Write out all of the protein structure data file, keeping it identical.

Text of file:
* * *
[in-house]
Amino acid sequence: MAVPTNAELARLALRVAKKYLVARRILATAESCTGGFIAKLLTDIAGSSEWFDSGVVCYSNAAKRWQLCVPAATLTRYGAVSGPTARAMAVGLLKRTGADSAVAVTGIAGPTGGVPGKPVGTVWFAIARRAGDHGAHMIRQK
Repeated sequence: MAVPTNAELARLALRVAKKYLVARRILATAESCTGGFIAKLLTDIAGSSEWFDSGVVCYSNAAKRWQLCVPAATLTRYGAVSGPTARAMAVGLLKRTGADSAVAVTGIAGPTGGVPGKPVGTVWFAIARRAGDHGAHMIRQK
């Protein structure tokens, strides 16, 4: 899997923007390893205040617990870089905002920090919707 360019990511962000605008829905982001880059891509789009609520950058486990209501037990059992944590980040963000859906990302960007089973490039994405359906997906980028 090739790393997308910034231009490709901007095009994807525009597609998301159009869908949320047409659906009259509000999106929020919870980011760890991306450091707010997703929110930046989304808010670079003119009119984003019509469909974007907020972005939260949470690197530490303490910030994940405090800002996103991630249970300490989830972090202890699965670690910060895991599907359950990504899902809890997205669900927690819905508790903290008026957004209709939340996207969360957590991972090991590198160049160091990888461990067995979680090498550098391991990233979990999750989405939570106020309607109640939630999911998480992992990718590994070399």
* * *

[in-house]
Amino acid sequence: MAVPTNAELARLALRVAKKYLVARRILATAESCTGGFIAKLLTDIAGSSEWFDSGVVCYSNAAKRWQLCVPAATLTRYGAVSGPTARAMAVGLLKRTGADSAVAVTGIAGPTGGVPGKPVGTVWFAIARRAGDHGAHMIRQK
Repeated sequence: MAVPTNAELARLALRVAKKYLVARRILATAESCTGGFIAKLLTDIAGSSEWFDSGVVCYSNAAKRWQLCVPAATLTRYGAVSGPTARAMAVGLLKRTGADSAVAVTGIAGPTGGVPGKPVGTVWFAIARRAGDHGAHMIRQK
């Protein structure tokens, strides 16, 4: 899997923007390893205040617990870089905002920090919707 360019990511962000605008829905982001880059891509789009609520950058486990209501037990059992944590980040963000859906990302960007089973490039994405359906997906980028 090739790393997308910034231009490709901007095009994807525009597609998301159009869908949320047409659906009259509000999106929020919870980011760890991306450091707010997703929110930046989304808010670079003119009119984003019509469909974007907020972005939260949470690197530490303490910030994940405090800002996103991630249970300490989830972090202890699965670690910060895991599907359950990504899902809890997205669900927690819905508790903290008026957004209709939340996207969360957590991972090991590198160049160091990888461990067995979680090498550098391991990233979990999750989405939570106020309607109640939630999911998480992992990718590994070399």